For this intimate, powerful urban drama the setting is superb: a balcony-level studio downtown with a kitchen, a vantage point from which one could study passing vehicles, lines of close-parked cars, and pedestrians hurrying to music venues nearby. It's a "studio" in every sense of the word: with the addition of a minimum of furniture it represents a New York loft. Situated in the Ballet Austin building at 501 West Third Street, it's an appropriate practice space for the principal character Anna, a dancer aspiring to take on choreography. She says nothing in the opening moments, wrapped in music and apparently lost in an inner world , moving in a deliberate, expressive non-dance, settling on the beanbag chair and pillows right at our feet.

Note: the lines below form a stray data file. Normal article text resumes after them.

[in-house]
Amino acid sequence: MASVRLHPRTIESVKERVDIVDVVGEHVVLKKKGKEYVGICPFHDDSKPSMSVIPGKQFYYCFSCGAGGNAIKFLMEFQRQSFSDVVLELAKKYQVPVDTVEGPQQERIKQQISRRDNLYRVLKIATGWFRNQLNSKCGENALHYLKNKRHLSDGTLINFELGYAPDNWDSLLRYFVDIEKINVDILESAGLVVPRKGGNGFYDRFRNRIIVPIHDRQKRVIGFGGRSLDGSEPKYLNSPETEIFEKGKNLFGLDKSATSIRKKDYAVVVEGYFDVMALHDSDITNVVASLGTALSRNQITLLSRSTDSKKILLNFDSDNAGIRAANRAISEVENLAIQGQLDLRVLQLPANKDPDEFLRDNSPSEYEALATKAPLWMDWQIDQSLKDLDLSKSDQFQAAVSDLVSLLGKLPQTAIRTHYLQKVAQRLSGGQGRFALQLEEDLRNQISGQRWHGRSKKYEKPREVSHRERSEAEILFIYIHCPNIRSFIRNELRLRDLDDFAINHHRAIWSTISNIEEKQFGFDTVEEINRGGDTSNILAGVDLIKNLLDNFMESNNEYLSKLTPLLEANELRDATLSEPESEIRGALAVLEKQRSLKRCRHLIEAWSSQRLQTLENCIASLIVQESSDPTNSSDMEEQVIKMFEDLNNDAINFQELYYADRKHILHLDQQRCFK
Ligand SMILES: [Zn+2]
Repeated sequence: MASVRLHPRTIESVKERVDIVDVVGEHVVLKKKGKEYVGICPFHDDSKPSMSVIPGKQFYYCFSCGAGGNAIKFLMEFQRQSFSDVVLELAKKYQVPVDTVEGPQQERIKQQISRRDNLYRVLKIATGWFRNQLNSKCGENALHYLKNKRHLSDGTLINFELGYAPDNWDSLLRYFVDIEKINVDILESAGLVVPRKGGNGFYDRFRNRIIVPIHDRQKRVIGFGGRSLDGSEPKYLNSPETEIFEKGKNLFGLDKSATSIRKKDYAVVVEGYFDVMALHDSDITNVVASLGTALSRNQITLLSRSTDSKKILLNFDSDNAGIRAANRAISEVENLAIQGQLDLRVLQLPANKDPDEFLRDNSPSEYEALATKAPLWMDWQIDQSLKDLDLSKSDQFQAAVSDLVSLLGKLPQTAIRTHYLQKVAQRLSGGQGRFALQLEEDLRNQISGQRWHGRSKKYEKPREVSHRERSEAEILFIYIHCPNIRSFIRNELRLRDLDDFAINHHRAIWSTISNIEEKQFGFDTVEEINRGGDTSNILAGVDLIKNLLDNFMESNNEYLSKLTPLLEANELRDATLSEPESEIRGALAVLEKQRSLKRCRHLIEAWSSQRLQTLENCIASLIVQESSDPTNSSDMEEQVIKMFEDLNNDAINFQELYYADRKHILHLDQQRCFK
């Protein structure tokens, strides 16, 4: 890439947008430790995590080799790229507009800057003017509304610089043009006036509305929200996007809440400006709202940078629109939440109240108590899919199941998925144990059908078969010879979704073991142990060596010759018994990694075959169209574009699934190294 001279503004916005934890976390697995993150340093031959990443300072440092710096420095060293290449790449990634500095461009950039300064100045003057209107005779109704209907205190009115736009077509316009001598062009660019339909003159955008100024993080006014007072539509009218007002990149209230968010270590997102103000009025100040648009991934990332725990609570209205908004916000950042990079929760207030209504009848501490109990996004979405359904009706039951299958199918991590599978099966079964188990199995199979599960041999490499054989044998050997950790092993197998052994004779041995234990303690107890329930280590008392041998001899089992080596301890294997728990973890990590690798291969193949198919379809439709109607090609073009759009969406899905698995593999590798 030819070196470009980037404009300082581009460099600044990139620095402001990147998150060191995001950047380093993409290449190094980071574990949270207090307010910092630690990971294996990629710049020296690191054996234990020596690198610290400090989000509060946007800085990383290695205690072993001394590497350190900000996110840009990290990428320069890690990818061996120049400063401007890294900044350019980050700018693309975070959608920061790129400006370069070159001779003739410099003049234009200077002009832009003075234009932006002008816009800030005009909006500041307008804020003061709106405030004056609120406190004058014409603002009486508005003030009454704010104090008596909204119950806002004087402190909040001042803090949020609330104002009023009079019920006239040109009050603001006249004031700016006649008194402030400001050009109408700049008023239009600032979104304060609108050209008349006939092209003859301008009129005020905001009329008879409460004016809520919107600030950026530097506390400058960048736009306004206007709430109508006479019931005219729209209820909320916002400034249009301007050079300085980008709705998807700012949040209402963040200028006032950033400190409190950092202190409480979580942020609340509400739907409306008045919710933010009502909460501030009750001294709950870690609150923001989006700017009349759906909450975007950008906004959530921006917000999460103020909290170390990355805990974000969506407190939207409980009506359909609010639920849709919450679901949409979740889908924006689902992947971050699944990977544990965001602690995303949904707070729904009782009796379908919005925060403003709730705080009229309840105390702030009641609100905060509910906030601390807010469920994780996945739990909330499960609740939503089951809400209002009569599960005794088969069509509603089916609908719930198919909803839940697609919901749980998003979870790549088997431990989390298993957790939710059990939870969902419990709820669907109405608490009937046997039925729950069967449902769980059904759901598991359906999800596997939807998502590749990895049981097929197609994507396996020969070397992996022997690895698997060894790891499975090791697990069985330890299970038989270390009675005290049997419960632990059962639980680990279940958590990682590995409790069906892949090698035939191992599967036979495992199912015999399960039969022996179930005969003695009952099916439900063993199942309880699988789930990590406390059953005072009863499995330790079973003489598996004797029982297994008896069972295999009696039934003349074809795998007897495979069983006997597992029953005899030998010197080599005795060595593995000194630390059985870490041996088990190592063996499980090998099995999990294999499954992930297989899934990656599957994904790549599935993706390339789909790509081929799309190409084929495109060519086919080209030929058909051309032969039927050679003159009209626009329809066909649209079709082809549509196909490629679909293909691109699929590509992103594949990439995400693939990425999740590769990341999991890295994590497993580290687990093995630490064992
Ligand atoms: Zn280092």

And it's a studio almost in the cinema sense. The 7 Towers Theatre Company performs close up for a limited audience seated on perhaps twenty hard folding chairs along the perimeter of the room. The action is so close before you and the faces are so near that you could be sitting in the darkness before the big screen -- except that these people are real and immediate, and they are using this studio in which you're no more than hovering eyes and consciousness.
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